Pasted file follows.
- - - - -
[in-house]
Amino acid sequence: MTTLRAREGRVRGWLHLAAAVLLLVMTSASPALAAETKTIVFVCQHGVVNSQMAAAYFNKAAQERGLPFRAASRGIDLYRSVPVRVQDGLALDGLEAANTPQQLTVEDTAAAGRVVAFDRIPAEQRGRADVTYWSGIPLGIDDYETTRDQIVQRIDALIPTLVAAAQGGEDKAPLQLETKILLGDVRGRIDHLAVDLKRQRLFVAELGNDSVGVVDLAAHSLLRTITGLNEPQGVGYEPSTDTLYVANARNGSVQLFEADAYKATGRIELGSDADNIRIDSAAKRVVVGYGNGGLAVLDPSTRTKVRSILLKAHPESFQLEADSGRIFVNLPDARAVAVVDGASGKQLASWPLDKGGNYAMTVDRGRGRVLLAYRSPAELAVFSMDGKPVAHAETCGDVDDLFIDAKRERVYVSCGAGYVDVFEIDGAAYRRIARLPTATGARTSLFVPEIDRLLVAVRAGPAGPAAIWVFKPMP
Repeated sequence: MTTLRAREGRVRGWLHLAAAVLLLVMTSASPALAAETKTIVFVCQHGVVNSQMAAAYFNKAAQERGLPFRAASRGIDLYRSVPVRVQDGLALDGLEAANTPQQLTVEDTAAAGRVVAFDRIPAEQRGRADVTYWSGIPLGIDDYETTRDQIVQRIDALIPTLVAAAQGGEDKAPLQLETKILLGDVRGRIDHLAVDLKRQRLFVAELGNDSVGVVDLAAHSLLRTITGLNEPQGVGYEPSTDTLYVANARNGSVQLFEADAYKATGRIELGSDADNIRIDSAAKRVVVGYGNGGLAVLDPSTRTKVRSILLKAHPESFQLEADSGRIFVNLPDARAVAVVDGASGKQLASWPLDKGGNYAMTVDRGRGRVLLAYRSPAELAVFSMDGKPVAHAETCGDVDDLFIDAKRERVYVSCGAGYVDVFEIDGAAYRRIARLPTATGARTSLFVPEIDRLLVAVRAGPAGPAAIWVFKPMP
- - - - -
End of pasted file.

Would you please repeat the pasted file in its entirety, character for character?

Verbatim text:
[in-house]
Amino acid sequence: MTTLRAREGRVRGWLHLAAAVLLLVMTSASPALAAETKTIVFVCQHGVVNSQMAAAYFNKAAQERGLPFRAASRGIDLYRSVPVRVQDGLALDGLEAANTPQQLTVEDTAAAGRVVAFDRIPAEQRGRADVTYWSGIPLGIDDYETTRDQIVQRIDALIPTLVAAAQGGEDKAPLQLETKILLGDVRGRIDHLAVDLKRQRLFVAELGNDSVGVVDLAAHSLLRTITGLNEPQGVGYEPSTDTLYVANARNGSVQLFEADAYKATGRIELGSDADNIRIDSAAKRVVVGYGNGGLAVLDPSTRTKVRSILLKAHPESFQLEADSGRIFVNLPDARAVAVVDGASGKQLASWPLDKGGNYAMTVDRGRGRVLLAYRSPAELAVFSMDGKPVAHAETCGDVDDLFIDAKRERVYVSCGAGYVDVFEIDGAAYRRIARLPTATGARTSLFVPEIDRLLVAVRAGPAGPAAIWVFKPMP
Repeated sequence: MTTLRAREGRVRGWLHLAAAVLLLVMTSASPALAAETKTIVFVCQHGVVNSQMAAAYFNKAAQERGLPFRAASRGIDLYRSVPVRVQDGLALDGLEAANTPQQLTVEDTAAAGRVVAFDRIPAEQRGRADVTYWSGIPLGIDDYETTRDQIVQRIDALIPTLVAAAQGGEDKAPLQLETKILLGDVRGRIDHLAVDLKRQRLFVAELGNDSVGVVDLAAHSLLRTITGLNEPQGVGYEPSTDTLYVANARNGSVQLFEADAYKATGRIELGSDADNIRIDSAAKRVVVGYGNGGLAVLDPSTRTKVRSILLKAHPESFQLEADSGRIFVNLPDARAVAVVDGASGKQLASWPLDKGGNYAMTVDRGRGRVLLAYRSPAELAVFSMDGKPVAHAETCGDVDDLFIDAKRERVYVSCGAGYVDVFEIDGAAYRRIARLPTATGARTSLFVPEIDRLLVAVRAGPAGPAAIWVFKPMP